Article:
[Kde-scm-interest] Re: Usage of pull rebasing and merges
Boyd Stephen Smith Jr.
bss at iguanasuicide.net
Wed Feb 9 10:41:32 CET 2011
In <20110209085437.GA28152 at ugly.local>, Oswald Buddenhagen wrote:
>On Wed, Feb 09, 2011 at 02:27:31AM -0600, Boyd Stephen Smith Jr. wrote:
>> I agree with your definition of a good history, but git does no favors by
>> automatically committing merges. The merge is another state and needs to
>> be tested before it is actually committed.
>you can amend a merge like any other commit.
You can also use the --no-commit option to git merge. Still, I'm pretty sure
I prefer the bazaar behavior of requiring a explicit commit after a merge,
even a clean/trivial one.
>but i don't agree with the definition in 99% of the cases, because
>rebasing is usually a trivial operation, and there is no reason to
>believe the rebased commits would behave differently than the original
>ones when the end result is still correct.
While that's true in 99% of the cases, it's the cases where that's not true
where rebase gets you in trouble. Same thing is true about trivial merge
commits. Both ensure that the textual changes are consistent, but they don't
say anything about the semantic changes that may have happened in either set
>when the rebasing causes
>non-trivial conflicts, you have a point. other than that, merges of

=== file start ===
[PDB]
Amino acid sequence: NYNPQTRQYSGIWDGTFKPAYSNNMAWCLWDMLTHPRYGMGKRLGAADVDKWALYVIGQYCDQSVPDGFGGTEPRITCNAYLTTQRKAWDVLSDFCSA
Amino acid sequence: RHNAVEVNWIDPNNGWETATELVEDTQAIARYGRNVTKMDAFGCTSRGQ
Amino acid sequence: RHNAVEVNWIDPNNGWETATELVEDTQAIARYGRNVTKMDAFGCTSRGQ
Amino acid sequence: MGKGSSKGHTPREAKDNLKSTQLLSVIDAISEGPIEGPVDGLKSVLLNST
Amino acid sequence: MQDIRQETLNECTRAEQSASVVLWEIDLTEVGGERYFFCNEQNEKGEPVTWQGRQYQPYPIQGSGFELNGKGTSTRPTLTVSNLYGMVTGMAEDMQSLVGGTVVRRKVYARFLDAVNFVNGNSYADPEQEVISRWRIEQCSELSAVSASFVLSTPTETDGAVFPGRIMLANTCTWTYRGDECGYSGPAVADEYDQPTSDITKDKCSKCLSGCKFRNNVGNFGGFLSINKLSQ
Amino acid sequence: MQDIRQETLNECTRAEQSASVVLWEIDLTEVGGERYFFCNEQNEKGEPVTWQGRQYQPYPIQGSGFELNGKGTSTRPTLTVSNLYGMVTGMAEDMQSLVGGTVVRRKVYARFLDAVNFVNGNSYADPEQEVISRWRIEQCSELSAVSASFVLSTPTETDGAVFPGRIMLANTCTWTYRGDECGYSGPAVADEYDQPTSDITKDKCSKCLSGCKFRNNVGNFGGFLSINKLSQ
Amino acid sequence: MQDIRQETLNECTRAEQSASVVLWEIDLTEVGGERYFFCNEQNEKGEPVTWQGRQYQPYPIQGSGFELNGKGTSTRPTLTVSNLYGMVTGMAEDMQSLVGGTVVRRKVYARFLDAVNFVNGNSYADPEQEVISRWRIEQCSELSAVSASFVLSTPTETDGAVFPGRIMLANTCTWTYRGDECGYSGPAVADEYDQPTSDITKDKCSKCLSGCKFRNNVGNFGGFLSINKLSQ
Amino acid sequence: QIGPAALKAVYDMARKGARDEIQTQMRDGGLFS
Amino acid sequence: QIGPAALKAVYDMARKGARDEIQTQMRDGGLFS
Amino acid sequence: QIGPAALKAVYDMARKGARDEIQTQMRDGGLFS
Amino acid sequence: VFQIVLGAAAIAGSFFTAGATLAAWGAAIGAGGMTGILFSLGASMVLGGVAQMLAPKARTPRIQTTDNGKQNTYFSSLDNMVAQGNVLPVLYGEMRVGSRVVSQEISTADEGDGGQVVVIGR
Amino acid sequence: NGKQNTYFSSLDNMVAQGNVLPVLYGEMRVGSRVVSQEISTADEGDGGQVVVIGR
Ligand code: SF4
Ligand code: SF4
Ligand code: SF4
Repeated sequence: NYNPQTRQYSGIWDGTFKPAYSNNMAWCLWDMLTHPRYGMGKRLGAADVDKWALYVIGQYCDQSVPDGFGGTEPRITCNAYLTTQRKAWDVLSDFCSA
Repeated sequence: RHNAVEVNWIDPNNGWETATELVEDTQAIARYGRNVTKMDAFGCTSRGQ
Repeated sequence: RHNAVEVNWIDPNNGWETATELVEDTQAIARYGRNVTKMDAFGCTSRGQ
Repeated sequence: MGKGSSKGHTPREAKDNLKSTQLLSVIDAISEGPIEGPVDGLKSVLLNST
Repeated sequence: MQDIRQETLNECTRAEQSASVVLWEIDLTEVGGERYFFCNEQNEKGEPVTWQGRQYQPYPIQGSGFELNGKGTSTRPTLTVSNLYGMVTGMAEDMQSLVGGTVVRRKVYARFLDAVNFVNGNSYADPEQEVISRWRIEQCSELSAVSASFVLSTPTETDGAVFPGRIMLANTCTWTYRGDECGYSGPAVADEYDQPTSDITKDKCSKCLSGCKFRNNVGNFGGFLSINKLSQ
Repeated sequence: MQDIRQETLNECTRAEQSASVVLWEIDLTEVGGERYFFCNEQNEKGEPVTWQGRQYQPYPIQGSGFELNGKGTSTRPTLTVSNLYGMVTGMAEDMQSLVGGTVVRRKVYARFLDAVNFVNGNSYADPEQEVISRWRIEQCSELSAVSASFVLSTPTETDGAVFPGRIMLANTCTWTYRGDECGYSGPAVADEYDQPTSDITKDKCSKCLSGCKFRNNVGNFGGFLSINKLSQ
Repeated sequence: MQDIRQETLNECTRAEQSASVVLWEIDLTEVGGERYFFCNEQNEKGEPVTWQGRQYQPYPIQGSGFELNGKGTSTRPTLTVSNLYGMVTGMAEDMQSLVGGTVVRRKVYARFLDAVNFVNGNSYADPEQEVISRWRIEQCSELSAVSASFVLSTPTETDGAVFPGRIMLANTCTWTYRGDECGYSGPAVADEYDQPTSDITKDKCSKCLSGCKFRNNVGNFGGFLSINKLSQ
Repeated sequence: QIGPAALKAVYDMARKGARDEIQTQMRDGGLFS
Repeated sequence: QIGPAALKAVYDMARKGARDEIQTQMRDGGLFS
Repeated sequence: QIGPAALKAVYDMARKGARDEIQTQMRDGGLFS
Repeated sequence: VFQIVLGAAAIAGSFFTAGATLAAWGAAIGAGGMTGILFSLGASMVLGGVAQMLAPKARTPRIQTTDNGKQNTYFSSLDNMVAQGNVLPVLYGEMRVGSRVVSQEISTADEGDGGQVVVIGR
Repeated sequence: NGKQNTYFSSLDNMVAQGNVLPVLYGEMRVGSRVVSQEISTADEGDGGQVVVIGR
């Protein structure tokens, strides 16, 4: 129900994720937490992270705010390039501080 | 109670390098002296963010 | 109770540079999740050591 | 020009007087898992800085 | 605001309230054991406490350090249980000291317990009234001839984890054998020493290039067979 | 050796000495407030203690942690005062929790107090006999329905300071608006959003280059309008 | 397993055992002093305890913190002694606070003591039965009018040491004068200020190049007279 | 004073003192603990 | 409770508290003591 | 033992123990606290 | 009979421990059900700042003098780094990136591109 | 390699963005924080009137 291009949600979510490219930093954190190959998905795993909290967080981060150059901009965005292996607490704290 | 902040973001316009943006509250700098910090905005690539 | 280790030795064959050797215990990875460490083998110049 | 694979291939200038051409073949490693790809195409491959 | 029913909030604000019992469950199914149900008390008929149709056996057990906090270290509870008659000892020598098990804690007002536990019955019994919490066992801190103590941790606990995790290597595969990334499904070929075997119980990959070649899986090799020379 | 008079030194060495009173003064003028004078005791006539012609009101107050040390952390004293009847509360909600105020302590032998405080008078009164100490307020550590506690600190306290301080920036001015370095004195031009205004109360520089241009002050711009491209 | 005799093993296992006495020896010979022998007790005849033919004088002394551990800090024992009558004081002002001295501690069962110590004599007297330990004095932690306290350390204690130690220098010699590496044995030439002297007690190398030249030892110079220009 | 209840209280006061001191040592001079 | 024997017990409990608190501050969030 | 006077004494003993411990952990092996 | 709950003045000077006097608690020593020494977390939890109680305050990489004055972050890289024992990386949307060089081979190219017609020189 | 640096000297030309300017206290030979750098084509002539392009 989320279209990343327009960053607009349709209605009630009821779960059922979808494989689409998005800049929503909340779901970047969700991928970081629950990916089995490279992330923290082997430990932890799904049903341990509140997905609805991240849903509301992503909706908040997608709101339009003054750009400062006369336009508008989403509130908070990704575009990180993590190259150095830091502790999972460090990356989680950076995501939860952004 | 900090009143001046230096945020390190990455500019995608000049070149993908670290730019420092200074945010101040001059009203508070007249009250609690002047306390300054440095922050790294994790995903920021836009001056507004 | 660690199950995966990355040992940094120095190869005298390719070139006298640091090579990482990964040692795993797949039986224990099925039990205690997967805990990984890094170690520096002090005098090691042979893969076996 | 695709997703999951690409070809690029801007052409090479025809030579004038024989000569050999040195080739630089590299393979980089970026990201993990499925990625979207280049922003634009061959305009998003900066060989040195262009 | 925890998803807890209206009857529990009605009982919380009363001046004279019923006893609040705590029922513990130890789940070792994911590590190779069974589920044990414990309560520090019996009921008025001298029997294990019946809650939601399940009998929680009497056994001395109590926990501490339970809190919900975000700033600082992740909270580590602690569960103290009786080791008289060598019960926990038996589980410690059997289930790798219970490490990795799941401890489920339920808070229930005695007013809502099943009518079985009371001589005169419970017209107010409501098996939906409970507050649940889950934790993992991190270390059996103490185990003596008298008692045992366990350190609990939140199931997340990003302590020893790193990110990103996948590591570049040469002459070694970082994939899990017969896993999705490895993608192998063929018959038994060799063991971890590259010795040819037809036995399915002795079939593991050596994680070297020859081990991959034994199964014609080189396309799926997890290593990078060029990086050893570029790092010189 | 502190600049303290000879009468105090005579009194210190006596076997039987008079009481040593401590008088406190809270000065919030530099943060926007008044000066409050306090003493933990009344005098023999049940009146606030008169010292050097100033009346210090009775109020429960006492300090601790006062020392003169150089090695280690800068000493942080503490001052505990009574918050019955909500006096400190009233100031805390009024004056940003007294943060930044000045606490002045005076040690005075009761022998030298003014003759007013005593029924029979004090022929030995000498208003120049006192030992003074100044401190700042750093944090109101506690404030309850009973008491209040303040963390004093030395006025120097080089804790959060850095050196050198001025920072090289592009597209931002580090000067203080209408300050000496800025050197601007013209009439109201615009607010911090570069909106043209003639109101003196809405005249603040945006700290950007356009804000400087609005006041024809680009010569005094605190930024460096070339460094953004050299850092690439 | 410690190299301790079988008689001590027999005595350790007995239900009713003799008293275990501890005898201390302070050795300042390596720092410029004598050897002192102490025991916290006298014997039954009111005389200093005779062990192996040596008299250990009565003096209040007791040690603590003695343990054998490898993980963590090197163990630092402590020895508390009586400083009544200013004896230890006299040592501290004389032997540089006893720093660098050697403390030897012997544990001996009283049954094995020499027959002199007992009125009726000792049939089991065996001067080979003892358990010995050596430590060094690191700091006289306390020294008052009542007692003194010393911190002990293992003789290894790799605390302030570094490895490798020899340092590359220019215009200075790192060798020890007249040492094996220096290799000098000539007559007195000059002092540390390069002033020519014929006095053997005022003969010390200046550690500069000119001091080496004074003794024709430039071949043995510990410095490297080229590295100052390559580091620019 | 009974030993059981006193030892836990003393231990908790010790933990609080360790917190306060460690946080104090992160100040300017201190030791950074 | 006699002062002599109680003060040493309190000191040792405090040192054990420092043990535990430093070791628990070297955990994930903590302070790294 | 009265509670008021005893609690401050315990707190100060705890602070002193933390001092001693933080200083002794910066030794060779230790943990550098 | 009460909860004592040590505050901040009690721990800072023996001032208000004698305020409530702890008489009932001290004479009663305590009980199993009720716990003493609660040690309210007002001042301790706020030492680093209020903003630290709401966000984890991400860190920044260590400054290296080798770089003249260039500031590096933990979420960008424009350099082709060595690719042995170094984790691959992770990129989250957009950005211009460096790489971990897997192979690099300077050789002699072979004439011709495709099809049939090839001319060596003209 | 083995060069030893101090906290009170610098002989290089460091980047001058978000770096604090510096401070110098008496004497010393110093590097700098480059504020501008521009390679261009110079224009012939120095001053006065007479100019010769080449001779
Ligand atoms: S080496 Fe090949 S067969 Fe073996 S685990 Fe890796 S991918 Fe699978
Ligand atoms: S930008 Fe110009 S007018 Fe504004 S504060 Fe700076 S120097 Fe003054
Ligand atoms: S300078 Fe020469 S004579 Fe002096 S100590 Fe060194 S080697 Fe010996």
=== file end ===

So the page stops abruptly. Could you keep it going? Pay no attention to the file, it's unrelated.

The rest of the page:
>short branches are only useful as "markers" (which is utterly pointless
>in the by far most cases, as the branches are just one or two commits
>long after they have been properly reshaped).
Having the correct branch points, even for branches that are one or two
commits long, can be useful both for automated tools like git bisect and for
users that may want to use "just enough development code" for a critical (to
them) feature their stable software is missing. In both cases, it is only an
incremental improvement, true.
Using a merge-based workflow instead of a rebase-based workflow makes it
easier to share changes. (Since SHA1s rarely change.) It is also good
practice for when your branch suddenly becomes long-lived or contains sub-
branches and rebase becomes troublesome or downright unworkable.
If you want Git to behave like CVS or SVN, then by all means, rebase all the
time. If you want to benefit from some of the features of distributed
development, it is best to avoid rebase when possible. (It can be quite a
good tool for rewriting bad commits.)
Boyd Stephen Smith Jr. ,= ,-_-. =.
bss at iguanasuicide.net ((_/)o o(\_))
ICQ: 514984 YM/AIM: DaTwinkDaddy `-'(. .)`-'
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